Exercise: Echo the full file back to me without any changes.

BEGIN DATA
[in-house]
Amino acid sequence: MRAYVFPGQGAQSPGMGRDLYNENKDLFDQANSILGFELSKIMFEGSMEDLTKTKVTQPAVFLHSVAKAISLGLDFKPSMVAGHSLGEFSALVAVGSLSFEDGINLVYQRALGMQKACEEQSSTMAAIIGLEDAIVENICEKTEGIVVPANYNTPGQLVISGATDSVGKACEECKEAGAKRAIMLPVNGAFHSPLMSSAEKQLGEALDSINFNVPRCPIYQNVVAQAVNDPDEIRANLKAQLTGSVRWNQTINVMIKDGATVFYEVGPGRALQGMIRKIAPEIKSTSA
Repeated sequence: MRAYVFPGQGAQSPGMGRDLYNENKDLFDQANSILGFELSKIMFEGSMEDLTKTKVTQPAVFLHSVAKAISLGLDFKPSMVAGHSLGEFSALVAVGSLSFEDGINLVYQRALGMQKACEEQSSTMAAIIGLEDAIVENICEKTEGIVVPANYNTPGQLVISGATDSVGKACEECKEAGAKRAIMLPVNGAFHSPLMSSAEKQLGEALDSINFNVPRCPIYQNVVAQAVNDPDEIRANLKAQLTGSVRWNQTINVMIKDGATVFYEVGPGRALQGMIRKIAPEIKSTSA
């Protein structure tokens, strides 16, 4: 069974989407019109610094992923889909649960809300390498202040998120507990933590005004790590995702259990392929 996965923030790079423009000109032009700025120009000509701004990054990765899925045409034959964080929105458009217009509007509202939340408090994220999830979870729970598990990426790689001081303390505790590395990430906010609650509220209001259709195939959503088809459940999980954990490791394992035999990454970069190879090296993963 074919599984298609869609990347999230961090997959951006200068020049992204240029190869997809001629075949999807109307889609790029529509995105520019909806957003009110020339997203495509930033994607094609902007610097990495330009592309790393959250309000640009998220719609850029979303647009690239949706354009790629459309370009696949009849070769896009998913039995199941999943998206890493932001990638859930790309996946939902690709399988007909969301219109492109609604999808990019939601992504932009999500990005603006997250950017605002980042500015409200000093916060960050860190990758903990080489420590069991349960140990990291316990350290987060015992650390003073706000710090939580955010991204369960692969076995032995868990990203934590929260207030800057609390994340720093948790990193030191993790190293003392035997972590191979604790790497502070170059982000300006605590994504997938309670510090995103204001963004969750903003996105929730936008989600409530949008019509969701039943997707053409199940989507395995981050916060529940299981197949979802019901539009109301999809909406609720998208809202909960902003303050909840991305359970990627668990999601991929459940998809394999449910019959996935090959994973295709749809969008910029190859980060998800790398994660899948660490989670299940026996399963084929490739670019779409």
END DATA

[in-house]
Amino acid sequence: MRAYVFPGQGAQSPGMGRDLYNENKDLFDQANSILGFELSKIMFEGSMEDLTKTKVTQPAVFLHSVAKAISLGLDFKPSMVAGHSLGEFSALVAVGSLSFEDGINLVYQRALGMQKACEEQSSTMAAIIGLEDAIVENICEKTEGIVVPANYNTPGQLVISGATDSVGKACEECKEAGAKRAIMLPVNGAFHSPLMSSAEKQLGEALDSINFNVPRCPIYQNVVAQAVNDPDEIRANLKAQLTGSVRWNQTINVMIKDGATVFYEVGPGRALQGMIRKIAPEIKSTSA
Repeated sequence: MRAYVFPGQGAQSPGMGRDLYNENKDLFDQANSILGFELSKIMFEGSMEDLTKTKVTQPAVFLHSVAKAISLGLDFKPSMVAGHSLGEFSALVAVGSLSFEDGINLVYQRALGMQKACEEQSSTMAAIIGLEDAIVENICEKTEGIVVPANYNTPGQLVISGATDSVGKACEECKEAGAKRAIMLPVNGAFHSPLMSSAEKQLGEALDSINFNVPRCPIYQNVVAQAVNDPDEIRANLKAQLTGSVRWNQTINVMIKDGATVFYEVGPGRALQGMIRKIAPEIKSTSA
């Protein structure tokens, strides 16, 4: 069974989407019109610094992923889909649960809300390498202040998120507990933590005004790590995702259990392929 996965923030790079423009000109032009700025120009000509701004990054990765899925045409034959964080929105458009217009509007509202939340408090994220999830979870729970598990990426790689001081303390505790590395990430906010609650509220209001259709195939959503088809459940999980954990490791394992035999990454970069190879090296993963 074919599984298609869609990347999230961090997959951006200068020049992204240029190869997809001629075949999807109307889609790029529509995105520019909806957003009110020339997203495509930033994607094609902007610097990495330009592309790393959250309000640009998220719609850029979303647009690239949706354009790629459309370009696949009849070769896009998913039995199941999943998206890493932001990638859930790309996946939902690709399988007909969301219109492109609604999808990019939601992504932009999500990005603006997250950017605002980042500015409200000093916060960050860190990758903990080489420590069991349960140990990291316990350290987060015992650390003073706000710090939580955010991204369960692969076995032995868990990203934590929260207030800057609390994340720093948790990193030191993790190293003392035997972590191979604790790497502070170059982000300006605590994504997938309670510090995103204001963004969750903003996105929730936008989600409530949008019509969701039943997707053409199940989507395995981050916060529940299981197949979802019901539009109301999809909406609720998208809202909960902003303050909840991305359970990627668990999601991929459940998809394999449910019959996935090959994973295709749809969008910029190859980060998800790398994660899948660490989670299940026996399963084929490739670019779409």